Should You Charge for a Design Consultation?

Should you charge for a design consultation photo

How to handle that first meeting with a client is a source of contention with many designers.  How long?  When?  Where?  What information should you get?  How much information should you give?

Like running any business, there is not a single best answer.  Everyone does it a little different and you can too.  In my experience, it is best to get to know the client's needs before meeting with them in person.  I have a lengthy client questionnaire that potential clients are required to fill out before I have an in-person meeting with them.  Reading their answers gives me a better idea of what they are looking for and what they need.  At this point I can also let them know if I don't think I am the right designer for them - all without ever meeting them in person.  If we decide to proceed with an in-person meeting/ consultation, I set up their expectations from the very beginning.  I tell potential clients that this is a 30 minute meeting to see if we can work together, to go over any questions and to review the contract.  I let them know that I don't go over design ideas or concepts during this time.  At the end of 30 minutes, if they would like to move forward, they must sign the agreement and provide my initial deposit fee.  If they do that and the project is small enough I let them know I will photograph and take measurements at that time, otherwise we'll schedule it at a later date.

So, in essence, I provide a 30 minute free consultation.  However you may want to do things differently and here are a few things to think about when crafting your new client experience.

What is the purpose of the design consultation?  Is this a time to see the house and/or get to know the clients?  Sign your agreement?  Decide if you want to work together?  A first introduction?  I believe that it is a waste of both your time and the client's time if the consultation is the first contact.  Some screening should be done prior to the first in-person meeting.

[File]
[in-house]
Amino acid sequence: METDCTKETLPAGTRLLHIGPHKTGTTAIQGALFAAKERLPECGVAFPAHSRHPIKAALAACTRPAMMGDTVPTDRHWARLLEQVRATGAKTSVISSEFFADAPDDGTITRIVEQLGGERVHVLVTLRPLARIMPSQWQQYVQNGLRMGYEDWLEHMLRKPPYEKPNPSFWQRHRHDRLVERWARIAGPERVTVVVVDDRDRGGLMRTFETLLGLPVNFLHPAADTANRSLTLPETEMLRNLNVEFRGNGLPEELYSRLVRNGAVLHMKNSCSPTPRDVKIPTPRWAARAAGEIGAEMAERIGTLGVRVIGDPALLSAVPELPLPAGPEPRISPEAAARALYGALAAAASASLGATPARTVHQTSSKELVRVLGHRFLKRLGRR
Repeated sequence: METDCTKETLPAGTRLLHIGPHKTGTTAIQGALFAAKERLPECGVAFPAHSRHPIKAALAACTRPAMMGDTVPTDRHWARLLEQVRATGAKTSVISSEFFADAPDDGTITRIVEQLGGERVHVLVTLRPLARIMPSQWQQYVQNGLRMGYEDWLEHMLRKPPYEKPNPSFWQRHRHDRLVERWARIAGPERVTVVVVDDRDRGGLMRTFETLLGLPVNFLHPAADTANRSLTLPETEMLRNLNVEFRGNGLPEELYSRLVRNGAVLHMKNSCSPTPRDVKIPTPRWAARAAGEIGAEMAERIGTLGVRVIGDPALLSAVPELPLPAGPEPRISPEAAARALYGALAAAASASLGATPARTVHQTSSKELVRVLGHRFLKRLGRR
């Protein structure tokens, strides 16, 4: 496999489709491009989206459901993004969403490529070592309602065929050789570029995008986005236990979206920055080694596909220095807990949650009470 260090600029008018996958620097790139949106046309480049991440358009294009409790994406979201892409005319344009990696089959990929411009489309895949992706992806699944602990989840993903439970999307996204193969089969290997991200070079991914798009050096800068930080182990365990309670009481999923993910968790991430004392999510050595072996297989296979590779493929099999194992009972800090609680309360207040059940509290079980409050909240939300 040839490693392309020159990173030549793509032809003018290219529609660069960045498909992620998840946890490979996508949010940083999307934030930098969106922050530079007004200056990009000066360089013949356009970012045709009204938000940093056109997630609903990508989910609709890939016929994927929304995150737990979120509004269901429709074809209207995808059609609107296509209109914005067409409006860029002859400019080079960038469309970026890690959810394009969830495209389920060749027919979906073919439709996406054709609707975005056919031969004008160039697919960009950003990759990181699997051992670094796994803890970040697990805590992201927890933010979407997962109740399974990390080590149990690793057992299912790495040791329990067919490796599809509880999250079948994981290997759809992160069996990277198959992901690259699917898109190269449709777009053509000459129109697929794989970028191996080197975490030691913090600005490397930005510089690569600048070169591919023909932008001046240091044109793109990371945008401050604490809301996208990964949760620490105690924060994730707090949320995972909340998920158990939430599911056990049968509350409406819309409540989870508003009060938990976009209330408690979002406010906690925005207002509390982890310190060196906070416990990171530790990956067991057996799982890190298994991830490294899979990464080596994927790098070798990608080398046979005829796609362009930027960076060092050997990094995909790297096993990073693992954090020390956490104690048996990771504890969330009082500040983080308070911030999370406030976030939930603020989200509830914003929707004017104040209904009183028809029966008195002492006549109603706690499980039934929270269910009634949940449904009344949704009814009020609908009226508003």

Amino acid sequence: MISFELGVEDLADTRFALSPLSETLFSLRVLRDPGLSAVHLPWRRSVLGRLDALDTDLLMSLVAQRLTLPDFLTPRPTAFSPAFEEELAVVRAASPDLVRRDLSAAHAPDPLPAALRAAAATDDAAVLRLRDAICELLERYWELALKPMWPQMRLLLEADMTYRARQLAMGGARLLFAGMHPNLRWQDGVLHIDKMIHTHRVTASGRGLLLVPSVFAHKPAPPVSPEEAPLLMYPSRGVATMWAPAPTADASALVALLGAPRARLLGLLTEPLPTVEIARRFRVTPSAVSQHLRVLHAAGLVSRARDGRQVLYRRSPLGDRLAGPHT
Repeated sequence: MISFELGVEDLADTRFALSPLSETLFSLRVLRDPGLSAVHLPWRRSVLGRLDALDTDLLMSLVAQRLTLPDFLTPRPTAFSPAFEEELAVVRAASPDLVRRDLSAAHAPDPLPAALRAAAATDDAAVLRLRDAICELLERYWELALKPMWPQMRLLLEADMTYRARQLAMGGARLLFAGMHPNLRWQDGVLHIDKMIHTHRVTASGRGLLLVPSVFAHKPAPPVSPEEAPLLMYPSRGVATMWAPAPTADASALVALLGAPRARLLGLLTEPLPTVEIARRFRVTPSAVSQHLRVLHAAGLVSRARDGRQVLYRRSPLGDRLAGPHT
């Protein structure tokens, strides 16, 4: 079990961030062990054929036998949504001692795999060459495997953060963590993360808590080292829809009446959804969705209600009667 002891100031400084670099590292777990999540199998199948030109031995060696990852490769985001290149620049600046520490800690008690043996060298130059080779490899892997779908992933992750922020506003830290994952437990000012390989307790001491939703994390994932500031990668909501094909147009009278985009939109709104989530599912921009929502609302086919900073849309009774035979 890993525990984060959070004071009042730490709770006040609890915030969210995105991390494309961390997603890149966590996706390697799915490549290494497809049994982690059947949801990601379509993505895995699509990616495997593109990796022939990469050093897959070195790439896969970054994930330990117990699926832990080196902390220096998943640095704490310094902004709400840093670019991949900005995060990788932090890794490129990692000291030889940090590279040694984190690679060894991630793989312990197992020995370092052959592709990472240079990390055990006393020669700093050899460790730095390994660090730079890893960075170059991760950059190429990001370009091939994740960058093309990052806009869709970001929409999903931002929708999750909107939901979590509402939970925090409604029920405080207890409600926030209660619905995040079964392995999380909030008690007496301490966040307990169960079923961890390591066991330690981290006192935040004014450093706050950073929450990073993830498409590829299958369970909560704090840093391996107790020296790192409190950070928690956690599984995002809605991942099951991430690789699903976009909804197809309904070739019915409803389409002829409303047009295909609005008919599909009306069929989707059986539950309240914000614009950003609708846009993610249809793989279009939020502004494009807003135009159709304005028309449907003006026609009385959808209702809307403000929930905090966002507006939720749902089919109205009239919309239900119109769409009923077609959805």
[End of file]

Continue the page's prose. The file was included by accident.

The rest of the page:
Are the clients getting to know you? Do you have enough information on your website to give the clients are clear view of who you are and how your business is run? This is like online dating, the more truthful information you have about yourself online the better match can be made.

Do the clients know what to expect for the consultation?  If you want happy clients you need to let them know what to expect.  I cannot stress how important setting up clients expectations are in the beginning.  This will help eliminate heartache down the road.  People are let down when their expectations aren't met, so make sure that you tell your potential clients exactly what you are giving them.  Walk them through the process: I'll arrive at 9:30, we'll take a quick walk through your house and then talk about x, then we'll x, finally I'll answer any questions to close out our 30 minutes together.  As a reminder I don't provide any design ideas during this first meeting.  

Will you give design advice on the first consultation?  If so, you should require payment for it.  Your ideas are valuable and that is why clients will hire you.  You've heard the expression: Why buy the cow if you can get the milk for free.  I typically offer an idea or two to give clients a taste during my consultations, but anymore and they should be charged.  If this is something you want to do and your clients have a desire for it, create your initial consultation to include a little design advice - but charge for your time and ideas.

Are you going to charge for travel time & costs?  It's a good idea to think of your limits in relation to your travel time.  This may depend on how densely populated your area is, if you don't live in an urban area and will need to travel 60-90 minutes to get enough clients you may not be able to charge as much as someone who can travel to most of their clients within 30 minutes.  I charge half my hourly fee for travel outside of 60 minutes and will turn down smaller projects that aren'r close to me.

It always helps to put yourself in your client's shoes when crafting your client experience.  But remember, this is your business and no one else can tell you how to run it.